Jen knows how to enjoy herself

5 Recruitment of New Members

The membership of a critique group can be a bit like shifting sands. At times, people will leave and it will be necessary to recruit new members. The best way to find new members is by personal recommendation. The quality of an individual’s feedback is more important than the quality of their writing! It’s a good idea to draw up an list of expectations for a new member so that they know what they are letting themselves in for.

6 Balance

You should think of your critique group as a co-operative. Reading and critiquing other people’s work takes time. Time away from your own writing so a group works when everyone puts in the same amount of effort and hopefully gets the same level of reward in return. It is payment in kind. If someone repeatedly expects other people to critique their work but can’t be bothered to spend time to comment in return, resentment will start to form among other members. Resentment is bad!

Tasha – you don’t have to be mad to work hear but it helps

7 Trust

As you get to know each other you will soon learn who to trust. All writers need constructive, helpful feedback. Sometimes that feedback will hurt, but as long as the critic can back up what they are saying with hard evidence, you really should listen to what they are saying. That doesn’t mean you have to act on it, but you should listen, go away and digest what the person says. The chances are they have highlighted a problematic section of your work, even if they haven’t nailed the exact problem. So to instill trust, all feedback needs to be precise and constructive.

And if it all works out you will have a ready made guest list for your book launch and friends for life.

The gang together at my book launch

New Year – Bullet Journal

New Habit for 2018

I’m known as the organised one among my friends. I’m usually the one who organises a night out. I organise my regular writing critique group. I used to have a job as Project Manager so I guess it’s my natural instinct to be organised. But sometimes my organisation goes wrong. So this year, 2018, I am trying something new. I’m keeping a bullet journal.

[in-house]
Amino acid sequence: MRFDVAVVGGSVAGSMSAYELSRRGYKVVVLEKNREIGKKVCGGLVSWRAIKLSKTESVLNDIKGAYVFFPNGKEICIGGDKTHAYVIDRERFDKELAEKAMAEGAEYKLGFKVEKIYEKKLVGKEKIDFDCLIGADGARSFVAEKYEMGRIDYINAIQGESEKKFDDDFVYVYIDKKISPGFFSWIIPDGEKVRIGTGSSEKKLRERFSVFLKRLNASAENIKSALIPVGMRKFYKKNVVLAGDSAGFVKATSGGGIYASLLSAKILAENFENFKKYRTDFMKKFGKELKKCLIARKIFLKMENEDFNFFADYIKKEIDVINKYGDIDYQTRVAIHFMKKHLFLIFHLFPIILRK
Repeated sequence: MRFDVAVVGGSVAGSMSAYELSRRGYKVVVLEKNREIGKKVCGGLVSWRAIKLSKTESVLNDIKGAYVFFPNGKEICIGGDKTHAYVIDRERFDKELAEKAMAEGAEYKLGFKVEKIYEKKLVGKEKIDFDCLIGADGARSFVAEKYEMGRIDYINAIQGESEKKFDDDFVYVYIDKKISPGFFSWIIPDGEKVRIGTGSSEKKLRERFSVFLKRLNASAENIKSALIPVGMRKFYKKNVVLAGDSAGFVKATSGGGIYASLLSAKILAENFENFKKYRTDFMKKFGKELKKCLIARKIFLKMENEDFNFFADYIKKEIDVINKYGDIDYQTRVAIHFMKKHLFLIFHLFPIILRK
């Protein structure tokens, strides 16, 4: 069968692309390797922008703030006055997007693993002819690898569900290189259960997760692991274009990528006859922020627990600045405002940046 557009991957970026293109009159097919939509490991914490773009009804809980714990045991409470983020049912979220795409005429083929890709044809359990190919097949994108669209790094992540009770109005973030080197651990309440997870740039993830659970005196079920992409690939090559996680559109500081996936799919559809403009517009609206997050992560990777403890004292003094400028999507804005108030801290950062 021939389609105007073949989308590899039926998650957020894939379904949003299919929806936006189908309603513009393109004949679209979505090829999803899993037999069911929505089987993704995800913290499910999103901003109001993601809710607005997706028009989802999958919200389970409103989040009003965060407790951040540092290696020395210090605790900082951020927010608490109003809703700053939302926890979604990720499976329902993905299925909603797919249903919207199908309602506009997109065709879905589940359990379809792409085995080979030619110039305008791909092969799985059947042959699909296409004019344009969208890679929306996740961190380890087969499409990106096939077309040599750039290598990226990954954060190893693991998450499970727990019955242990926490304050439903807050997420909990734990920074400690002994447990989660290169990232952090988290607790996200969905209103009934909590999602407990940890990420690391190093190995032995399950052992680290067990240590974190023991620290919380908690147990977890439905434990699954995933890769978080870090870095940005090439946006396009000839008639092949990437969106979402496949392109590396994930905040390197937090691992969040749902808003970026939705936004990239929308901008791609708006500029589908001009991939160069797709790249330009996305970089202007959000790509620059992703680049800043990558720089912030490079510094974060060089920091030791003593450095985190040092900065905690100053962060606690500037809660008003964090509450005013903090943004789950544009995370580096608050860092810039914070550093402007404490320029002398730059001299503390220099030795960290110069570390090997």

Now bullet journalling isn’t new. If you do an internet search you will find all sorts of YouTube videos and Pinterest boards on how to do bullet journalling. You can add fancy patterns, Washi tape, different coloured inks to your spreads … but hang on a minute. Do you know what a bullet journal is?

Bullet Journal

A bullet journal can be all or one of these things :

  • A to do List
  • A diary/journal
  • An appointment calendar
  • A planner

And anything else you want it to be.

The idea is to have one notebook where you capture everything you want to achieve and to be organised in an attempt to make you achieve those things.

There are loads of brilliant planners on the market now. Kikki K have a very nice range

Kikki K Swedish Stationers Extrordinaire

And of course Paperchase can be relied on for gorgeous stationery. They have particularly good list pads

Paperchase Lists

But the problem with commercially produced journals and list pads is that they might not have the categories that you require. So you make your own and that’s a bullet journal.

My Bullet Journal

Now I am a complete beginner at bullet journalling and although I am organised, I am also well known for having great ideas and never following them through. But I am into the second week of the year and so far I am still with it.

I’m using a Leuchtturm A5 Bullet Journal with dot grid paper. But before you dash out to buy one, I suggest you buy any notebook with dot grid paper as it wasn’t worth the extra to get the bullet journal version. There are only a couple of extra features that you can put in yourself. I would recommend a Leuchtturm notebook though, because they have numbered pages and space for an index at the front, which are useful features for a bullet journal (as well as for general notebooks).